Zea mays L. ssp. mays, or corn, one of the most important crops and a model for plant genetics, has a genome ≈80% the size of the human genome. To gain global insight into the organization of its genome, we have sequenced the ends of large insert clones, yielding a cumulative length of one-eighth of the genome with a DNA sequence read every 6.2 kb, thereby describing a large percentage of the genes and transposable elements of maize in an unbiased approach. Based on the accumulative 307 Mb of sequence, repeat sequences occupy 58% and genic regions occupy 7.5%. A conservative estimate predicts ≈59,000 genes, which is higher than in any other organism sequenced so far. Because the sequences are derived from bacterial artificial chromosome clones, which are ordered in overlapping bins, tagged genes are also ordered along continuous chromosomal segments. Based on this positional information, roughly one-third of the genes appear to consist of tandemly arrayed gene families. Although the ancestor of maize arose by tetraploidization, fewer than half of the genes appear to be present in two orthologous copies, indicating that the maize genome has undergone significant gene loss since the duplication event.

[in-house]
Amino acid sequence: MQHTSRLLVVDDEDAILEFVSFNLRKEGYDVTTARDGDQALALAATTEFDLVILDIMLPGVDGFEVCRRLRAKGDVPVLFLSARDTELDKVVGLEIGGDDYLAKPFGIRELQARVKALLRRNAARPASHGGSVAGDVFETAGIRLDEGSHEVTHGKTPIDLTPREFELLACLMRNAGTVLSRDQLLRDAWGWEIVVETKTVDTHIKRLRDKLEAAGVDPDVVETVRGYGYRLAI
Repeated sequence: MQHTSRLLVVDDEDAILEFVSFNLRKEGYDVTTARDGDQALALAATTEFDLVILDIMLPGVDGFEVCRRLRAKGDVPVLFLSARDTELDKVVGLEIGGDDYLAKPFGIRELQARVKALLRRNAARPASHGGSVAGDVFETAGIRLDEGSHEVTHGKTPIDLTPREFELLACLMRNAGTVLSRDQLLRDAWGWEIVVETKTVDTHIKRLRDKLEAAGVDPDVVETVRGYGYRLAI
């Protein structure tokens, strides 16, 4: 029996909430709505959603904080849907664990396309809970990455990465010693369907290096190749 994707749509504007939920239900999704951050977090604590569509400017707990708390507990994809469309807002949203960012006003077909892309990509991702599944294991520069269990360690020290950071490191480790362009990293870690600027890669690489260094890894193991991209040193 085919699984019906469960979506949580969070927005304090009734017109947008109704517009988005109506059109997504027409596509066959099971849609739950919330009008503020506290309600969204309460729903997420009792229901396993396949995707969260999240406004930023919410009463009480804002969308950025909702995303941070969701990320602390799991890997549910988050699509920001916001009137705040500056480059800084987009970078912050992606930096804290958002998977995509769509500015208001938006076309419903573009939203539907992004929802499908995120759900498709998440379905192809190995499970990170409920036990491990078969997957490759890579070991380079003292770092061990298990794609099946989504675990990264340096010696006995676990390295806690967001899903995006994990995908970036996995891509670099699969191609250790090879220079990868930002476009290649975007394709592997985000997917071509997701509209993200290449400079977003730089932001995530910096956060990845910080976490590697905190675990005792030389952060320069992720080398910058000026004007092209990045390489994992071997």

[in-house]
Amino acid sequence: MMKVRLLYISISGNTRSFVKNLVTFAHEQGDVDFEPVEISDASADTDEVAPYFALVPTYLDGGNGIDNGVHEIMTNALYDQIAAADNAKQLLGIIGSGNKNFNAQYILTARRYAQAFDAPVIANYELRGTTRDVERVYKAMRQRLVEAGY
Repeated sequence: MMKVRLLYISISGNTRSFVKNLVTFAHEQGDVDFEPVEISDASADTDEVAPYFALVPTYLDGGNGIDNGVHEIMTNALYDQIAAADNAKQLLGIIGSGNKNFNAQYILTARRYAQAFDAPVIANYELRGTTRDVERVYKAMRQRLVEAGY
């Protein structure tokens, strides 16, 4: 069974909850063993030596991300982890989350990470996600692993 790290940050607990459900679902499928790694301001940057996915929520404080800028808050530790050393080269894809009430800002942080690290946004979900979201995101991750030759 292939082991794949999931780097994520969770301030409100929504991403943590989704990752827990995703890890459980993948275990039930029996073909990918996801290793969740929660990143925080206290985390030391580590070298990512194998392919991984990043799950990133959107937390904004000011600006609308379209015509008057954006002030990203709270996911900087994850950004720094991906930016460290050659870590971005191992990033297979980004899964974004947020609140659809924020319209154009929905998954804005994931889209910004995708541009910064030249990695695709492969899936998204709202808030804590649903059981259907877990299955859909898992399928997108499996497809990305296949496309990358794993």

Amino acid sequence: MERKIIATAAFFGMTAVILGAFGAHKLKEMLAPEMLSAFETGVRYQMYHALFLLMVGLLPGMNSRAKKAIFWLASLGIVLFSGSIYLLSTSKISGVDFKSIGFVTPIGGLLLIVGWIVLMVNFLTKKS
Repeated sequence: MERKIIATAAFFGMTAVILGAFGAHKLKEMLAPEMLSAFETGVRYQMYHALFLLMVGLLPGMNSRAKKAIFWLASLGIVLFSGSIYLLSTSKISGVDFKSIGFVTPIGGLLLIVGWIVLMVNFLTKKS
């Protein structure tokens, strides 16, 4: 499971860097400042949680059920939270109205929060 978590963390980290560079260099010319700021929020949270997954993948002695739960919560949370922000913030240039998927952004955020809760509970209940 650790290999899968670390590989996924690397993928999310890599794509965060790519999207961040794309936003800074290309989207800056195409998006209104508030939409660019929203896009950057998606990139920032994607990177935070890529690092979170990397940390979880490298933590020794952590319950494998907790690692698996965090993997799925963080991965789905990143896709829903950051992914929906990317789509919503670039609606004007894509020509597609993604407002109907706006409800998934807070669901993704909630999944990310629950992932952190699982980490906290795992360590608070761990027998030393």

|Original language||English (US)|
|Journal||Proceedings of the National Academy of Sciences of the United States of America|
|State||Published - Oct 5 2004|